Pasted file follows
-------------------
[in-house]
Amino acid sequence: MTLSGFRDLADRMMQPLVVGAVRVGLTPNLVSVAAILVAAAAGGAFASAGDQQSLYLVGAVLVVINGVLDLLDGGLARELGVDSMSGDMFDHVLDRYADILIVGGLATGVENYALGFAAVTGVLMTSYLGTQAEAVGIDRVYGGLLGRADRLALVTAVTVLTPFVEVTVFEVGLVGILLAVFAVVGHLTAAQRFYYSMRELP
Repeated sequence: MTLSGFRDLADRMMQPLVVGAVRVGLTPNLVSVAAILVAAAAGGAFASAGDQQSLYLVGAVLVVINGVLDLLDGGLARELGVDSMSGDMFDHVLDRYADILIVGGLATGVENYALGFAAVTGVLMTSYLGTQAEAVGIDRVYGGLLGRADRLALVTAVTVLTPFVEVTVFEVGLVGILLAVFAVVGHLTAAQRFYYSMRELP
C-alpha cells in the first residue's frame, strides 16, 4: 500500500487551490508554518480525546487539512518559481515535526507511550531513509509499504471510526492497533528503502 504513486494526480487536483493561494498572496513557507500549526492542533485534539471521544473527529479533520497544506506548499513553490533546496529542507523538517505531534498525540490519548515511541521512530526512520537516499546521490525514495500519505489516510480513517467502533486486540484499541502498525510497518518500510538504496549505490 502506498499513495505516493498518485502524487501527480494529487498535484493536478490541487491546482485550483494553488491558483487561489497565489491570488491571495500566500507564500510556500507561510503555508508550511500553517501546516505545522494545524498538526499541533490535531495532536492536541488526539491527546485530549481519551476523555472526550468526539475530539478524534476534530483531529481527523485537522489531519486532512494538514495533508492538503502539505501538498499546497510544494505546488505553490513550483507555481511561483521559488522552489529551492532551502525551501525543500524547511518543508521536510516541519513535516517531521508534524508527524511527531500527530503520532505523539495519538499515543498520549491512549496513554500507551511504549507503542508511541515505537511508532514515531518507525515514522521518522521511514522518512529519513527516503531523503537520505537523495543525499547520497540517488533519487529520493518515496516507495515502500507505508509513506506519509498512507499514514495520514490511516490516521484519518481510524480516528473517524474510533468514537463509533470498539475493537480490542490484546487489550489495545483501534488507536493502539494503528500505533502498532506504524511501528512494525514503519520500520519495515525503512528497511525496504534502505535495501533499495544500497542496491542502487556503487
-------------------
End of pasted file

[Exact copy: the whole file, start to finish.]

[in-house]
Amino acid sequence: MTLSGFRDLADRMMQPLVVGAVRVGLTPNLVSVAAILVAAAAGGAFASAGDQQSLYLVGAVLVVINGVLDLLDGGLARELGVDSMSGDMFDHVLDRYADILIVGGLATGVENYALGFAAVTGVLMTSYLGTQAEAVGIDRVYGGLLGRADRLALVTAVTVLTPFVEVTVFEVGLVGILLAVFAVVGHLTAAQRFYYSMRELP
Repeated sequence: MTLSGFRDLADRMMQPLVVGAVRVGLTPNLVSVAAILVAAAAGGAFASAGDQQSLYLVGAVLVVINGVLDLLDGGLARELGVDSMSGDMFDHVLDRYADILIVGGLATGVENYALGFAAVTGVLMTSYLGTQAEAVGIDRVYGGLLGRADRLALVTAVTVLTPFVEVTVFEVGLVGILLAVFAVVGHLTAAQRFYYSMRELP
C-alpha cells in the first residue's frame, strides 16, 4: 500500500487551490508554518480525546487539512518559481515535526507511550531513509509499504471510526492497533528503502 504513486494526480487536483493561494498572496513557507500549526492542533485534539471521544473527529479533520497544506506548499513553490533546496529542507523538517505531534498525540490519548515511541521512530526512520537516499546521490525514495500519505489516510480513517467502533486486540484499541502498525510497518518500510538504496549505490 502506498499513495505516493498518485502524487501527480494529487498535484493536478490541487491546482485550483494553488491558483487561489497565489491570488491571495500566500507564500510556500507561510503555508508550511500553517501546516505545522494545524498538526499541533490535531495532536492536541488526539491527546485530549481519551476523555472526550468526539475530539478524534476534530483531529481527523485537522489531519486532512494538514495533508492538503502539505501538498499546497510544494505546488505553490513550483507555481511561483521559488522552489529551492532551502525551501525543500524547511518543508521536510516541519513535516517531521508534524508527524511527531500527530503520532505523539495519538499515543498520549491512549496513554500507551511504549507503542508511541515505537511508532514515531518507525515514522521518522521511514522518512529519513527516503531523503537520505537523495543525499547520497540517488533519487529520493518515496516507495515502500507505508509513506506519509498512507499514514495520514490511516490516521484519518481510524480516528473517524474510533468514537463509533470498539475493537480490542490484546487489550489495545483501534488507536493502539494503528500505533502498532506504524511501528512494525514503519520500520519495515525503512528497511525496504534502505535495501533499495544500497542496491542502487556503487